The Supreme Court fight of the century is, so far, a fizzle.
The ratio of progressive outrage over the nomination of federal Judge Amy Coney Barrett to supposed reasons that the U.S. Senate shouldn’t confirm her is completely out of whack — there’s a surfeit of the former and almost none of the latter.
Barrett has received extraordinary testimonials from her colleagues and students, who say she is brilliant, conscientious and kind. The opposition has countered with a dog’s breakfast of nonsense, including that her confirmation hearing can’t be held in the middle of a pandemic — when the Senate has continued its business since the pandemic began.
Upon her selection, media outlets ran a spate of stories about her reported membership in a Catholic group called People of Praise, linking the group to the dystopian novel The Handmaid’s Tale. What Barrett’s life and career have to do with the imagined misogynistic world of the novel was never clear — she’s a mother of seven who has ascended to the very top of her profession with the help of a supportive husband.
Barrett’s social conservatism has been another line of attack. Her critics have fastened on the fact that she signed a statement in 2006 declaring her opposition to abortion. It’s not news that Barrett is pro-life, nor should it be disqualifying unless progressives believe that anyone with a view counter to theirs on a hotly contested moral issue should be, on principle, excluded from the highest court.
It is not true, as has been widely reported, that Barrett said in that same statement that Roe v. Wade should be overturned (Barrett had nothing to do with an ad denouncing Roe that ran adjacent to the statement).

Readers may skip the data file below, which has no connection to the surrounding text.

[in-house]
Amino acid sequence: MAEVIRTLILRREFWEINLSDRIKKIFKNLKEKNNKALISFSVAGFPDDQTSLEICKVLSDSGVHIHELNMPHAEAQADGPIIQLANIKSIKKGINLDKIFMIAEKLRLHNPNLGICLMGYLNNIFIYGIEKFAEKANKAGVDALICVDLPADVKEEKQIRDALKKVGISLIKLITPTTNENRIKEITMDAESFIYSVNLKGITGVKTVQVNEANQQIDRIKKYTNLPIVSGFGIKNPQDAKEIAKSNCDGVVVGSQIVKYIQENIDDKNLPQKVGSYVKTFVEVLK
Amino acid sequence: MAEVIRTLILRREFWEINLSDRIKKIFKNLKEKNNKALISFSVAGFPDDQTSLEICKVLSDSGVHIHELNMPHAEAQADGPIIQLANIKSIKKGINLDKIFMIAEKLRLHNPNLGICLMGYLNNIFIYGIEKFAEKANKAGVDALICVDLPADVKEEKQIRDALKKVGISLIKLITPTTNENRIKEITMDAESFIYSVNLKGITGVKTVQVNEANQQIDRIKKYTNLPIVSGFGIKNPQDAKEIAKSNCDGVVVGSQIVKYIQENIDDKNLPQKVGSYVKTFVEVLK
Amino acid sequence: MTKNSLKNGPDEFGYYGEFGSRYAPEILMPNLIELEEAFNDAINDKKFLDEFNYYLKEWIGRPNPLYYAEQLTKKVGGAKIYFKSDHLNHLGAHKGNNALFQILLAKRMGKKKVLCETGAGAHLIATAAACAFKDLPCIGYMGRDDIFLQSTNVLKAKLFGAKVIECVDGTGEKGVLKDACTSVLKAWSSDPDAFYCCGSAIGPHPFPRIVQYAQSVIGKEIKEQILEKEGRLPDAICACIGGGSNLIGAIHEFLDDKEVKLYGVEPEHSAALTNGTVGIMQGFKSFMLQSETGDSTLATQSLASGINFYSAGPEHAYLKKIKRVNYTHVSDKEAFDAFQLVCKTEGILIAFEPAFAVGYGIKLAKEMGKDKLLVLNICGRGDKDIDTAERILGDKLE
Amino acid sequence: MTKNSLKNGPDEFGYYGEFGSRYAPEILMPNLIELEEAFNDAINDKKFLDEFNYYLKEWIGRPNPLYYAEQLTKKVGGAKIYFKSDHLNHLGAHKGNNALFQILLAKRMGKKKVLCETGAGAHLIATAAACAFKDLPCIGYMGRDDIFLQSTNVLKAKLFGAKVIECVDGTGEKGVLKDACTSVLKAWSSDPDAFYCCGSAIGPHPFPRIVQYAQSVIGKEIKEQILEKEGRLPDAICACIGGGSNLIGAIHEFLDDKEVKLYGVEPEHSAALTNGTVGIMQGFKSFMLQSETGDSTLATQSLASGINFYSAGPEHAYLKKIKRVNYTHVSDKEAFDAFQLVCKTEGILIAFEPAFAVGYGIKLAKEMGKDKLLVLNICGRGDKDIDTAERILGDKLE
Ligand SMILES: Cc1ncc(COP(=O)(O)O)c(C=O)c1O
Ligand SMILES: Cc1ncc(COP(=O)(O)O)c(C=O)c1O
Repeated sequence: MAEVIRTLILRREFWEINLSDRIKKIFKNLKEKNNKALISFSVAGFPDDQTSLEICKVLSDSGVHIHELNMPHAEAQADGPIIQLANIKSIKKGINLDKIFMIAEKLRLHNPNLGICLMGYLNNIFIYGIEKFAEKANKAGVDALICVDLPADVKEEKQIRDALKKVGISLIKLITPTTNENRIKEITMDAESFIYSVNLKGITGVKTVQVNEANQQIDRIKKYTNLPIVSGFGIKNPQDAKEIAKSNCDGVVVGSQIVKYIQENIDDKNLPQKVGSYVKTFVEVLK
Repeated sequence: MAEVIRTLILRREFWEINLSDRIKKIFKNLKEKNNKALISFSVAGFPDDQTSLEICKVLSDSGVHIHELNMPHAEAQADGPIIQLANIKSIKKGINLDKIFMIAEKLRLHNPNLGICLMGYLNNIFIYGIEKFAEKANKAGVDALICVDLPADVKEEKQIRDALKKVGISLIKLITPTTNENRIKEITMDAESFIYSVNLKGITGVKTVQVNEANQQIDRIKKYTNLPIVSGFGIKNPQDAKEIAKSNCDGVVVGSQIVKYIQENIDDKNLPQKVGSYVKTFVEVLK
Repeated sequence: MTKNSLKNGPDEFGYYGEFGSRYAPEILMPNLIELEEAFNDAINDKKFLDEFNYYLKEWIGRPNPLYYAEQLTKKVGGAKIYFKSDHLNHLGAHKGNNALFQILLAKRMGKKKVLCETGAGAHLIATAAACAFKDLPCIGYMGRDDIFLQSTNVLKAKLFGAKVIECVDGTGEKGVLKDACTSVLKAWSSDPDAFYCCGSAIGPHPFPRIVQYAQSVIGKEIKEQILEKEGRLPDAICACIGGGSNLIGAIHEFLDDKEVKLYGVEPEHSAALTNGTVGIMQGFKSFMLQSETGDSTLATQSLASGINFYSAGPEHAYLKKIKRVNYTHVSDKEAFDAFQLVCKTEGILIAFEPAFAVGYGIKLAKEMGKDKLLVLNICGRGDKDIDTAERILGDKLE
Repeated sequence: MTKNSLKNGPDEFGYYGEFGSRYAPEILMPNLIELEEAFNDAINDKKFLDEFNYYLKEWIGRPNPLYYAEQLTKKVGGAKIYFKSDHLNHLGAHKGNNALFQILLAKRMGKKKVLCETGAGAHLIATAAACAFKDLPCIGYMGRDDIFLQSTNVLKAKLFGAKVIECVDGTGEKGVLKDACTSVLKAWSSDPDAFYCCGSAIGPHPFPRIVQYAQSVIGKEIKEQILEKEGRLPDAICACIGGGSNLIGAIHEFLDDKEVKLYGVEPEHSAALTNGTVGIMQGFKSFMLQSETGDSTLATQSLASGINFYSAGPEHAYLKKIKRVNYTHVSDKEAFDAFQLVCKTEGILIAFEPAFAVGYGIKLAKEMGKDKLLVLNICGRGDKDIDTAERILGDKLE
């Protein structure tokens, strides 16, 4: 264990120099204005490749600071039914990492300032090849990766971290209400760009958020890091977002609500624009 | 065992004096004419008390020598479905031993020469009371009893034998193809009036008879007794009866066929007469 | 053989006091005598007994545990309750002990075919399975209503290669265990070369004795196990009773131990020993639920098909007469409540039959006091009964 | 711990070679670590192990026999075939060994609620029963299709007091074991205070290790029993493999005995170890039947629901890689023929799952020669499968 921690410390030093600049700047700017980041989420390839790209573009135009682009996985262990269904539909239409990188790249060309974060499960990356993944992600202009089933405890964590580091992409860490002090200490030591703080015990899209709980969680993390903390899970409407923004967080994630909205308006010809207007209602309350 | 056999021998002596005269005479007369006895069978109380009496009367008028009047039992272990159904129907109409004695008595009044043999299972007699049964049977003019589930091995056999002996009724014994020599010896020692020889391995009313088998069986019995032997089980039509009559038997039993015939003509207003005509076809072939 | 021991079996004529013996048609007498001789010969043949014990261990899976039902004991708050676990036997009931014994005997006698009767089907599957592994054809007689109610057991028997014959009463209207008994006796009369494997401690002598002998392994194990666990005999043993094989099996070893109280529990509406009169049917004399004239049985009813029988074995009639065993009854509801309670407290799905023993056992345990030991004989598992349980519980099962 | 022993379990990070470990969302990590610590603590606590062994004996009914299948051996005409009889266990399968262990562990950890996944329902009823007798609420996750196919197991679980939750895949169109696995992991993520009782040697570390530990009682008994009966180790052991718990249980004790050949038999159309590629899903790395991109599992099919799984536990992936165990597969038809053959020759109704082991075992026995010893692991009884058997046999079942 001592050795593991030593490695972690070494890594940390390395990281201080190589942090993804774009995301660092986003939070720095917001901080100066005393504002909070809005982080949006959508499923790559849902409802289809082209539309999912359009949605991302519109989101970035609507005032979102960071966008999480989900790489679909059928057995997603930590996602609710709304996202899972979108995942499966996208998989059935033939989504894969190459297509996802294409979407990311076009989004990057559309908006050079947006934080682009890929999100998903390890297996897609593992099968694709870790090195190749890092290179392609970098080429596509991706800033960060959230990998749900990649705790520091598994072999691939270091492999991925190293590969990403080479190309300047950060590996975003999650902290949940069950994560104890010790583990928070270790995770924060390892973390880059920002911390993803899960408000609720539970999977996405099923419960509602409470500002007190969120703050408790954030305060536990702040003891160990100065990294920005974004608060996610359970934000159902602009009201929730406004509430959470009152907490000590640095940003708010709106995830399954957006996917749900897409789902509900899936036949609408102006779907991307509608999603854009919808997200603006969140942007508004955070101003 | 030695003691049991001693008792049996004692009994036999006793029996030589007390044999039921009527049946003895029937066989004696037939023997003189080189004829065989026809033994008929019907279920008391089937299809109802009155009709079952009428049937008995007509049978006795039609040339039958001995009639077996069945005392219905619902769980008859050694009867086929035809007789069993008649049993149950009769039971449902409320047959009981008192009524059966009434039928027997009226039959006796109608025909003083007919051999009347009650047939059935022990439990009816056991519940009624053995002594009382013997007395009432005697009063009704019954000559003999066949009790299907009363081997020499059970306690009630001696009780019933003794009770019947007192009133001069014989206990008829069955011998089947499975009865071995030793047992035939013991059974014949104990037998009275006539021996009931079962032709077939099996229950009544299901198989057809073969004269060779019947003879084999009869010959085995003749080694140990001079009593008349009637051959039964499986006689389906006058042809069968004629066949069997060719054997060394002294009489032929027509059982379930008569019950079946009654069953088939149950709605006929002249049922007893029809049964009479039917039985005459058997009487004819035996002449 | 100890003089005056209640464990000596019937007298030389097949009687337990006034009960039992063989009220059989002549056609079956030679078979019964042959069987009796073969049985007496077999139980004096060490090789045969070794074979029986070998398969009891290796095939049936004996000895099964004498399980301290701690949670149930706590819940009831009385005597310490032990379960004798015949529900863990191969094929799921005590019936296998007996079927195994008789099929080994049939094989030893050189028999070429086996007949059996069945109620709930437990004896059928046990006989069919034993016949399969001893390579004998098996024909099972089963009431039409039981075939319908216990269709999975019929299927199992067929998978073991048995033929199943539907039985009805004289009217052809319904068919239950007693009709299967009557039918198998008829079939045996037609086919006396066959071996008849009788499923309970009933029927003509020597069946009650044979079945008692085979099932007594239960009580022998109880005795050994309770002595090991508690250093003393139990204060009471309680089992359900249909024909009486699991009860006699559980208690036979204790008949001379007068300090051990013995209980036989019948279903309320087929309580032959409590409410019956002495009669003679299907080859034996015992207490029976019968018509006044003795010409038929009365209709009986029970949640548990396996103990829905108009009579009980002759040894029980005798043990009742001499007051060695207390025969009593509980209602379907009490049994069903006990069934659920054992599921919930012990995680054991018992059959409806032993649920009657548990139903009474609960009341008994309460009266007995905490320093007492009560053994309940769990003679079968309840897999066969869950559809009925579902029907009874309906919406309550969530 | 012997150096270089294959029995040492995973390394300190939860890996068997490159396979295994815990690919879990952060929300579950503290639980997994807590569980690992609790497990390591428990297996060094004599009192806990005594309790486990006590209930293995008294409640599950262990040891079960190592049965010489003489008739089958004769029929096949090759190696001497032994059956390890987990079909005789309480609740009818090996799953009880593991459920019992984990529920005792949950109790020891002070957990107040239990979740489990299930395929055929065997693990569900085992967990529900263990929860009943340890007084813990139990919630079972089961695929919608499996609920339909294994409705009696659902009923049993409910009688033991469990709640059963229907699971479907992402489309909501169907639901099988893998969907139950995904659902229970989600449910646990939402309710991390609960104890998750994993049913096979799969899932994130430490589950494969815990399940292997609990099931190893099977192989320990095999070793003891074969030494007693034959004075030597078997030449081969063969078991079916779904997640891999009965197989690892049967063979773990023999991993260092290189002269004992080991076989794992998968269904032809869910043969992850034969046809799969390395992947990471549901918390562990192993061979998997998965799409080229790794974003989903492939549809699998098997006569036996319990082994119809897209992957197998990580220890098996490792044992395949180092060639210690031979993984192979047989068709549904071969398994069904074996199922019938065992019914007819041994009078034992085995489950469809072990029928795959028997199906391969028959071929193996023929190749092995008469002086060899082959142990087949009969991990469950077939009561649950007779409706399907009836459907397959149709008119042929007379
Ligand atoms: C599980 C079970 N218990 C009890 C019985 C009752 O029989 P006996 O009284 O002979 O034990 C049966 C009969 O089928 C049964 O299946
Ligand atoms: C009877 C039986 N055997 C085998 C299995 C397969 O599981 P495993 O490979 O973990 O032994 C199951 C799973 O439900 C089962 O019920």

The group that organized the anti-abortion statement also opposes IVF, as commonly practiced, leading Democrats to conclude that Barrett does, too. Regardless, the Supreme Court obviously doesn’t police the nation’s fertility clinics.
Barrett has also been portrayed as a threat to Obamacare, given that the court will hear an anti-Obamacare lawsuit shortly after the election. But the merits of the suit are so weak, it conceivably could lose 9-0.
If it means anything, just last month Barrett participated with seven other judges in a moot court at William & Mary Law School on the Obamacare case. As the Los Angeles Times reports, “None of the judges ruled in favor of the administration and Republican states' request to strike down the law.”
It is alleged that Barrett would take a sledgehammer to precedent, but she wrote in a 2013 law review article that the Court’s traditional approach to stare decisis “promotes doctrinal stability while still accommodating pluralism on the Court.”
Her critics point to a 2016 TV interview where she commented about the vacancy created by the death of Antonin Scalia, alleging that she herself warned against appointments changing the ideological balance of the Court in an election year. To the contrary, the crux of her analysis was that the president has the power to nominate and the Senate the power to confirm or not.
Since progressives haven’t gotten traction with any substantive arguments against Barrett, they’ve been relying on dubious process arguments. Not only is it wrong, they charge, to confirm a justice so close to an election, it’s a public health danger to do so now when three Republican senators have tested positive. As a headline in the online magazine Slate put it, “The GOP will still seat Amy Coney Barrett because entrenching minority rule is more important than human life.”
This is laughable. First, it’s a long-standing norm that when the president and the Senate majority are of the same party, Supreme Court nominees get confirmed in an election year. Second, the Senate Judiciary has already been holding hybrid in-person and virtual hearings all year. There’s no reason it can’t do the same with Barrett next week.
At this rate, the Barrett confirmation is going to be the epic battle that wasn’t.
Rich Lowry is editor of National Review.